Have Mercy: Blowouts stir talk of mercy rule to end lopsided ballgames early - InfoNews

Current Conditions

7.7°C

Have Mercy: Blowouts stir talk of mercy rule to end lopsided ballgames early

New York Yankees' Clint Frazier scores a run behind Toronto Blue Jays catcher Alejandro Kirk (85) after Tyler Wade was hit by a pitch with the bases loaded during the third inning of a baseball game in New York on September 15, 2020. The sight of position players having pitches thrown at batting practice speed clobbered over the wall took the shine off the opener of a critical series between the Blue Jays and Yankees and renewed discussion about whether a mercy rule should be considered at the big-league level. THE CANADIAN PRESS/AP - Adam Hunger
September 16, 2020 - 3:22 PM

Blue Jays backup infielder Santiago Espinal could only offer a helpless smile as he watched DJ LeMahieu turn on his pitch and launch it over the Yankee Stadium wall.

Pressed into mound duty Tuesday to help preserve the Toronto bullpen, Espinal floated an offering at 48.7 miles per hour — about half the speed of a big-league fastball — and the New York slugger took advantage in a scene that looked more like batting practice than an actual game.

There was plenty of buildup ahead of the opener in the key three-game set between American League East division rivals. But by the end of the 20-6 rout, there was little for either team to gain with any buzz being replaced by the tedium of seeing a nine-inning game through to completion.

Calls for the mercy rule were a common sight on social media during the over three-hour affair and the subject was raised during team video calls with reporters ahead of Wednesday night's rematch.

"If the rules are the same for everybody, I'm good with them," said Blue Jays manager Charlie Montoyo. "But I know one thing, when I'm winning by a lot I don't want to see the other (team's) position player pitch ... it's uncomfortable. Nobody wants to hit against a position player but that's how it goes."

Major League Baseball made several significant rule changes for the 2020 season, which was shortened to 60 games from the usual 162 due to the COVID-19 pandemic.

A designated hitter is being used in National League games for the first time. Extra innings now begin with a runner on second base. A regional-based schedule was implemented to minimize travel. Doubleheader games were trimmed to seven innings.

And that's only a small sampling.

However, a mercy rule — ending a game when run differential hits a certain point after a minimum number of innings are played — was not included in the changes.

Use of the rule is common at the youth level and in international play. The World Baseball Classic used the mercy rule in the first two rounds of its last event in 2017.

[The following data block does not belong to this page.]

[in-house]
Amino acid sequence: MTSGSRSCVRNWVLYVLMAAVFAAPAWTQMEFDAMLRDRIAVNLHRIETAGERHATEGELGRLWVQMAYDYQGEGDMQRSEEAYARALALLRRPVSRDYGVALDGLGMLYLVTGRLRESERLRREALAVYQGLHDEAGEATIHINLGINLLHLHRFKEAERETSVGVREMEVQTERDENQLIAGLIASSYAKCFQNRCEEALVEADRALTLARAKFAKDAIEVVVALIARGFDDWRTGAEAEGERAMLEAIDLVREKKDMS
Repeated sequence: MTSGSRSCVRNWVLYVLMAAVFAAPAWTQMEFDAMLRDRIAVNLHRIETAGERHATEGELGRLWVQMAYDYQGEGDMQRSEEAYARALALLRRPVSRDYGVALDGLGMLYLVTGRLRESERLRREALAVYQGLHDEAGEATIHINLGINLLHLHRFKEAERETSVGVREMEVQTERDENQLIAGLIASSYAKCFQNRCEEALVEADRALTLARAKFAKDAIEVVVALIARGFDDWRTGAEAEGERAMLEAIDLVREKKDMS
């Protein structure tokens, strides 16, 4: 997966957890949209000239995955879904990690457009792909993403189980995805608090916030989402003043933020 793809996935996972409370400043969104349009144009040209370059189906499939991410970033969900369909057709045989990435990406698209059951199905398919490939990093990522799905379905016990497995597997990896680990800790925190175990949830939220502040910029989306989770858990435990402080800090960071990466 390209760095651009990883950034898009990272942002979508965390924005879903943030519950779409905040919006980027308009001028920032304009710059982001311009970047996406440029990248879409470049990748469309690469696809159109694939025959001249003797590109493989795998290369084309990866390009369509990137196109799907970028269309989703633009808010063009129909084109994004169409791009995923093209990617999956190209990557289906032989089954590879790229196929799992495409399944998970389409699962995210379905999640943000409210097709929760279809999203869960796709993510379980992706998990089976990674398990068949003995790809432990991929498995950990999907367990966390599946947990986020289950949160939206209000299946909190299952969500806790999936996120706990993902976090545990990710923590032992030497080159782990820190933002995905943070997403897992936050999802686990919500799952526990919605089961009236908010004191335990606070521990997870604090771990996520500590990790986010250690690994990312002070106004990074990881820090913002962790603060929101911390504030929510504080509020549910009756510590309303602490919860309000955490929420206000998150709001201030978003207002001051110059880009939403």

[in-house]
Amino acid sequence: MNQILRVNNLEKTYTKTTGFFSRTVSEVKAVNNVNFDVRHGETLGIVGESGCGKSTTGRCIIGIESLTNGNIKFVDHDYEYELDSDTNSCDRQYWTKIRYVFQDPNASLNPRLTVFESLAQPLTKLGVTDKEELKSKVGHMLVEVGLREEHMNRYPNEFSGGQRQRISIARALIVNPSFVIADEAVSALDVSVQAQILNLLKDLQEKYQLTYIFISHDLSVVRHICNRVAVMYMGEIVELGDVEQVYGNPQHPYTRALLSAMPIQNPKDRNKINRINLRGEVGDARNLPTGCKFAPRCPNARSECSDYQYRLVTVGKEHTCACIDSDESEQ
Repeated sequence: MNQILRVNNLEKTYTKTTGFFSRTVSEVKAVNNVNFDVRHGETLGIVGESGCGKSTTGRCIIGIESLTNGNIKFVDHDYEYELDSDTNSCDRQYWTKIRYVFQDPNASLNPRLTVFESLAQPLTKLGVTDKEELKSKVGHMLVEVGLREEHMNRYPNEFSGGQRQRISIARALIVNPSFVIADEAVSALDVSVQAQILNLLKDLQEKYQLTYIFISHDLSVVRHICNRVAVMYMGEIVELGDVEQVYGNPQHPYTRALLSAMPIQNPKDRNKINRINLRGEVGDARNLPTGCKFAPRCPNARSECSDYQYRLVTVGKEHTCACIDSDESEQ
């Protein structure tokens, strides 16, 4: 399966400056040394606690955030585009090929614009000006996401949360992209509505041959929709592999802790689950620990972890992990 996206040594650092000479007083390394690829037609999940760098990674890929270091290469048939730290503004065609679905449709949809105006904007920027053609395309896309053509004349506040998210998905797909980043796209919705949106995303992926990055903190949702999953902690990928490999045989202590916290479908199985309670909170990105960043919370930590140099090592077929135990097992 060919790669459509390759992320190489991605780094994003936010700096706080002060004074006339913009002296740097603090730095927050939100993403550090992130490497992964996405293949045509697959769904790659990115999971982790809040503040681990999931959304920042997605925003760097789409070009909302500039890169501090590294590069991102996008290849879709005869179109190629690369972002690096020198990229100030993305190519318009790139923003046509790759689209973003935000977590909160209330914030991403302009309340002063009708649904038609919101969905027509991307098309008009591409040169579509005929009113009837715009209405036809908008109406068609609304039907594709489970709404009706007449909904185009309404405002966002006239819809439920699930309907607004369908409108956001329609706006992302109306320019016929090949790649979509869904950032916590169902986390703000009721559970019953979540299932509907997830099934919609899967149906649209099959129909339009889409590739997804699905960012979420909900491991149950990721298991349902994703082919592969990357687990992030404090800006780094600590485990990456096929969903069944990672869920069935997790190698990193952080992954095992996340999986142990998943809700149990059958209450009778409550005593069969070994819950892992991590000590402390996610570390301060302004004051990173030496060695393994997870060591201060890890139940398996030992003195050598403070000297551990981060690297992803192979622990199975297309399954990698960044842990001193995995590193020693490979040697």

At the WBC, a team was declared the winner if it led by 15 runs after five innings or 10 runs after seven frames.

Proponents feel the rule helps prevent injuries and stops teams from having to go through the motions by spreading backup players around and calling on position players to pitch.

Its use would also help time of play, long an issue for MLB, become more reasonable. Trimming innings would only help in the COVID-19 era and there are no paying customers in the stands to watch the action anyway.

Traditionalists, of course, may bristle at the suggestion of yet another change to a game that's steeped in history. A mercy rule would also snuff the faint hope of a comeback.

Yankees manager Aaron Boone said he's not all-in on a mercy rule, but feels it would eliminate the possibility of teams getting offended by players stealing bases or swinging for the fences late in lopsided games.

"There's probably some merit to it in a regular season," he said. "I'm not sure I'm totally sold on that but I get the merits of it."

Blowouts have been quite common of late around the major leagues. In the last week alone, the Atlanta Braves destroyed the Miami Marlins 29-9, the Milwaukee Brewers blanked the Detroit Tigers 19-0 and the New York Mets crushed Toronto 18-1.

"I guess it's up to Major League Baseball to think about that, to deal with that (mercy) rule, if they want to do it or not," Blue Jays first baseman Vladimir Guerrero, Jr., said via translator Hector Lebron. "But I don't mind at all. I'm just going to continue to go out there and do the best that I can for my team."

Espinal, normally a shortstop, made his first pitching appearance of the season in the blowout loss to the Mets. Like he did against the Yankees, Espinal allowed one earned run over one inning of work.

This report by The Canadian Press was first published Sept. 16, 2020.

Follow @GregoryStrongCP on Twitter.

News from © The Canadian Press, 2020
The Canadian Press

  • Popular vernon News
View Site in: Desktop | Mobile